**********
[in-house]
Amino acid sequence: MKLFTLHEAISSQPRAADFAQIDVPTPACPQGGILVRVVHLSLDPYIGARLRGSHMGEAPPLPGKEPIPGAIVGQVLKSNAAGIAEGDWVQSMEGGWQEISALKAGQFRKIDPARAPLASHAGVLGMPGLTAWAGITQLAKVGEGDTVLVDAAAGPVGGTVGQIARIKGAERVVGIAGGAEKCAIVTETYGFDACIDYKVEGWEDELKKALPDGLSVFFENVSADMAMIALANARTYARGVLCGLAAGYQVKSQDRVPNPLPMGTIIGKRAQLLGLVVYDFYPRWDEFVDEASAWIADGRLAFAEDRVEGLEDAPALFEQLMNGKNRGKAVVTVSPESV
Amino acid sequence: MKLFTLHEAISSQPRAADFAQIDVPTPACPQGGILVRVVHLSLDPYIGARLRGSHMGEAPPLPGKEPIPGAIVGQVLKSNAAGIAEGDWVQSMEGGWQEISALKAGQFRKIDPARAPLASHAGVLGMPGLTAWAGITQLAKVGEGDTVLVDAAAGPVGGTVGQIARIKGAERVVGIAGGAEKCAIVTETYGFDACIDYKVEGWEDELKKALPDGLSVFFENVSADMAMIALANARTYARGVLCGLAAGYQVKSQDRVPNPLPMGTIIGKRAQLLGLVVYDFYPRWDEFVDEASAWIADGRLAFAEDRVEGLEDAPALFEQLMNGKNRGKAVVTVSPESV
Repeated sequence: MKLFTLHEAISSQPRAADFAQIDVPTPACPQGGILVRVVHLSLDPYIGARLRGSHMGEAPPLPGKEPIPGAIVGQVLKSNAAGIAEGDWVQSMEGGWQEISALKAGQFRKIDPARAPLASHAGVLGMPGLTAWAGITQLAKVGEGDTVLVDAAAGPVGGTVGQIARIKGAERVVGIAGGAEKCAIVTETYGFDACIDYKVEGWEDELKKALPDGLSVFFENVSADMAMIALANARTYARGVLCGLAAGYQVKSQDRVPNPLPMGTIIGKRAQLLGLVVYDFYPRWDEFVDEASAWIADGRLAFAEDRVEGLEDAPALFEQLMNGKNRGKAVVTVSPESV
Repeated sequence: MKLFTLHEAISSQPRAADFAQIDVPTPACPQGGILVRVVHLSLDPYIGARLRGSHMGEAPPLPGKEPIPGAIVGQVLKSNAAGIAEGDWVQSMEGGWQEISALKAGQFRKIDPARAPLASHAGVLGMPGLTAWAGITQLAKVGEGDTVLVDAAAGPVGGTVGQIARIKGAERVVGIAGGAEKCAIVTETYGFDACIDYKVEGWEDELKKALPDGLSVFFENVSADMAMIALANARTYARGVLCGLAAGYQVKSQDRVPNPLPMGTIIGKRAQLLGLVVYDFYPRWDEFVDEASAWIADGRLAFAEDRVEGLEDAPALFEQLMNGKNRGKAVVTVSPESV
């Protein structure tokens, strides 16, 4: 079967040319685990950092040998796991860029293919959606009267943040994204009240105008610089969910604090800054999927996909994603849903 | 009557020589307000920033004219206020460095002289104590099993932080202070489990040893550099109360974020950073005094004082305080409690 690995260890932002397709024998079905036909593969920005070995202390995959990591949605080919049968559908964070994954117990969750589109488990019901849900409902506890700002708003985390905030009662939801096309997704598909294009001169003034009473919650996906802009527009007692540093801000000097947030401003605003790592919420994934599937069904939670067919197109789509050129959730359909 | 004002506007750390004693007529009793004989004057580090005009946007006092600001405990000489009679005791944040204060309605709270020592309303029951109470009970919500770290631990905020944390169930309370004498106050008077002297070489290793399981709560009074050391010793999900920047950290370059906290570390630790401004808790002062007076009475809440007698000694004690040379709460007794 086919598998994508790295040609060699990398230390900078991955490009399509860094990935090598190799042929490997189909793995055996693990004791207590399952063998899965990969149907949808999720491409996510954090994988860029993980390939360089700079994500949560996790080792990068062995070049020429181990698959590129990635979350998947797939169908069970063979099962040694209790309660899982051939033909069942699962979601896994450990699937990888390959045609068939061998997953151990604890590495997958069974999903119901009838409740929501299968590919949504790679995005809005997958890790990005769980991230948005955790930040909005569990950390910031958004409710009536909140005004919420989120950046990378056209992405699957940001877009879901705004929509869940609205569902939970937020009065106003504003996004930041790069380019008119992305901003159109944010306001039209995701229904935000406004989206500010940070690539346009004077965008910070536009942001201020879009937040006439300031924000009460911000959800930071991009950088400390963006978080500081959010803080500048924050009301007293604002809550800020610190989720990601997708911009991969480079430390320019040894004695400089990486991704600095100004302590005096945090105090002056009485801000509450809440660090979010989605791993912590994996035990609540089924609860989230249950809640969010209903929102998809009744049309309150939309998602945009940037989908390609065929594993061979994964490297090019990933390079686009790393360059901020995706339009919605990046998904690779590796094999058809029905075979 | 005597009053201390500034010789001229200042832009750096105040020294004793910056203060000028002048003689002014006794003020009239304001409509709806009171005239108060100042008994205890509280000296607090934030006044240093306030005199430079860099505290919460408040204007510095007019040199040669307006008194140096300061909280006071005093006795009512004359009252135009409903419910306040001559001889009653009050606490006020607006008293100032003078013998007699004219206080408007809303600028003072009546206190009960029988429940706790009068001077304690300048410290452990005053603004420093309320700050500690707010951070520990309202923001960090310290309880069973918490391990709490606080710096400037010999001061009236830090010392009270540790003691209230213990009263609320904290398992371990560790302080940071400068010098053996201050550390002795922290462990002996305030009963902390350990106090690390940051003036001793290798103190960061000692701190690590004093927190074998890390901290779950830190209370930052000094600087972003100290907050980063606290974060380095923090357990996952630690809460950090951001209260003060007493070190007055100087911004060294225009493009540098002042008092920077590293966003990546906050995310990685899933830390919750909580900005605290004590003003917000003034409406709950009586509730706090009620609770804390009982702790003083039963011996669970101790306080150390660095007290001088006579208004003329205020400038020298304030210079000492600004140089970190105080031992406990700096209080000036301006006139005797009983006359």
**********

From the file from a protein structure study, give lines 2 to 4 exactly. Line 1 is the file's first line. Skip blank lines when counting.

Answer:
Amino acid sequence: MKLFTLHEAISSQPRAADFAQIDVPTPACPQGGILVRVVHLSLDPYIGARLRGSHMGEAPPLPGKEPIPGAIVGQVLKSNAAGIAEGDWVQSMEGGWQEISALKAGQFRKIDPARAPLASHAGVLGMPGLTAWAGITQLAKVGEGDTVLVDAAAGPVGGTVGQIARIKGAERVVGIAGGAEKCAIVTETYGFDACIDYKVEGWEDELKKALPDGLSVFFENVSADMAMIALANARTYARGVLCGLAAGYQVKSQDRVPNPLPMGTIIGKRAQLLGLVVYDFYPRWDEFVDEASAWIADGRLAFAEDRVEGLEDAPALFEQLMNGKNRGKAVVTVSPESV
Amino acid sequence: MKLFTLHEAISSQPRAADFAQIDVPTPACPQGGILVRVVHLSLDPYIGARLRGSHMGEAPPLPGKEPIPGAIVGQVLKSNAAGIAEGDWVQSMEGGWQEISALKAGQFRKIDPARAPLASHAGVLGMPGLTAWAGITQLAKVGEGDTVLVDAAAGPVGGTVGQIARIKGAERVVGIAGGAEKCAIVTETYGFDACIDYKVEGWEDELKKALPDGLSVFFENVSADMAMIALANARTYARGVLCGLAAGYQVKSQDRVPNPLPMGTIIGKRAQLLGLVVYDFYPRWDEFVDEASAWIADGRLAFAEDRVEGLEDAPALFEQLMNGKNRGKAVVTVSPESV
Repeated sequence: MKLFTLHEAISSQPRAADFAQIDVPTPACPQGGILVRVVHLSLDPYIGARLRGSHMGEAPPLPGKEPIPGAIVGQVLKSNAAGIAEGDWVQSMEGGWQEISALKAGQFRKIDPARAPLASHAGVLGMPGLTAWAGITQLAKVGEGDTVLVDAAAGPVGGTVGQIARIKGAERVVGIAGGAEKCAIVTETYGFDACIDYKVEGWEDELKKALPDGLSVFFENVSADMAMIALANARTYARGVLCGLAAGYQVKSQDRVPNPLPMGTIIGKRAQLLGLVVYDFYPRWDEFVDEASAWIADGRLAFAEDRVEGLEDAPALFEQLMNGKNRGKAVVTVSPESV